From The Book of Lost Tales 2: “The Tale of Tinúviel” (1917), p. 1 ff.
On a time in June [Luthien and her brother Dairon] were playing there, and the white umbels of the hemlocks were like a cloud about the boles of the trees, and there Tinuviel danced until the evening faded late . . . the white moths flittered about her head and Dairon trilled an eerie tune, when suddenly that strange thing befell.
Never have I heard how Beren came thither over the hills; yet was he braver than most, as thou shalt hear, and ‘twas the love of wandering maybe alone that had sped him through the terrors of the Iron Mountains until he reached the Lands Beyond.
Now Beren was a Gnome, son of Egnor the forester who hunted in the darker places in the north of Hisilome. Dread and suspicion was between the Eldar and those of their kindred that had tasted the slavery of Melko . . . Now the lies of Melko ran among Beren’s folk so that they believed evil things of the secret Elves, yet now did he see Tinuviel dancing in the twilight . . .
From The Lays of Beleriand, Part III “The Lay of Leithian” (c. 1925), pp. 183 ff.
Canto II (p. 197)
Far in the North neath hills of stone
In caverns black there was a throne (100)
By fires illumined underground,
. . .
There sat a king; no Elfin race
Nor mortal blood, nor kindly grace
Of earth or heaven might he own
. . .
With fire and sword his ruin red
On all that would not bow the head
Like lightning fell. The Northern land (125)
Lay groaning neath his ghastly hand.
. . .
But still there lived in hiding cold
Undaunted, Barahir the bold,
Of land bereaved, of lordship shorn,
Who once a prince of Men was born (130)
And now an outlaw lurked and lay
In the hard heath and woodland grey,
And with him clung of faithful men
But Beren his son and other ten.
Yet small as was their hunted band (135)
Still fell and fearless was each hand,
And strong deeds they wrought yet oft,
And loved the woods, whose ways more soft
Them seemed than thralls of that black throne
To live and languish in halls of stone. (140)
King Morgoth still pursued them sore
With men and dogs, and wolf and boar
With spells of madness filled he sent
To slay them as in the woods they went;
Yet nought hurt them for many years, (145)
Until, in brief to tell what tears
Have oft bewailed in ages gone,
Nor ever tears enough, was done
A deed unhappy; unaware
Their feet were caught in Morgoth’s snare. (150)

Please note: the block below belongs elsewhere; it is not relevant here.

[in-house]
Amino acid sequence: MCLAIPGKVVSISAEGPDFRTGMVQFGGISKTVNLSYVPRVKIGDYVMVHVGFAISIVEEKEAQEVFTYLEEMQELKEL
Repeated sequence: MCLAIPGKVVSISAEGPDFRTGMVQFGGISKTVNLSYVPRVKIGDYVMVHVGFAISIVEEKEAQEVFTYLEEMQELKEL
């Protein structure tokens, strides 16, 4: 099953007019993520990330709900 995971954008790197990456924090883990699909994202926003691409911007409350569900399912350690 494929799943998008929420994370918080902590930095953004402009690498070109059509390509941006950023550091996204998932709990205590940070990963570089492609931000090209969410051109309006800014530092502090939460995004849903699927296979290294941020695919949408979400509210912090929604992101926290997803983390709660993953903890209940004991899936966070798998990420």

[Gorlim of the band, passing a remote farmhouse sees his wife inside, lamenting his loss]
Him unrelenting, well he knew,
The hunt of Morgoth did pursue.
Lest Eilinel with him they slay (185)
Without a word he turned away,
[Gorlim is tormented by the thought that his wife is still alive]
Yet at the last, when many days
Of brooding did his mind amaze,
He found the servants of the king, (205)
And bade them to their master bring
A rebel who forgiveness sought,
If haply forgiveness might be bought
With tidings of Barahir the bold,
And where his hidings and his hold (210)
Might best be found by night or day.
[Morgoth informs Gorlim that his wife is dead, and kills him so he can join her.]
Thus Gorlim died a bitter death
And cursed himself with dying breath,
And Barahir was caught and slain, (235)
And all good deeds were made in vain.
But Morgoth's guile for ever failed,
Nor wholly o'er his foes prevailed,
And some were ever that still fought
Unmaking that which malice wrought. (240)
[Beren survives because he was away that day. Gorlim's ghost tells him to hurry back, but it is too late.]
As fearless Beren was renowned,
As man most hardy upon ground, (330)
While Barahir yet lived and fought;
But sorrow now his soul had wrought
To dark despair, and robbed his life
Of sweetness, that he longed for knife,
Or shaft, or sword, to end his pain, (335)
And dreaded only thralldom’s chain.
Danger he sought and death pursued,
And thus escaped the fate he wooed,
And deeds of breathless wonder dared
Whose whispered glory widely fared, (340)
And softly songs were sung at eve
Of marvels he did once achieve
Alone, beleaguered, lost at night
By mist or moon, or neath the light
Of the broad eye of day. The woods (345)
That northward looked with bitter feuds
He filled and death for Morgoth’s folk;
His comrades were the beech and oak,
Who failed him not, and many things
With fur and fell and feathered wings; (350)
And many spirits, that in stone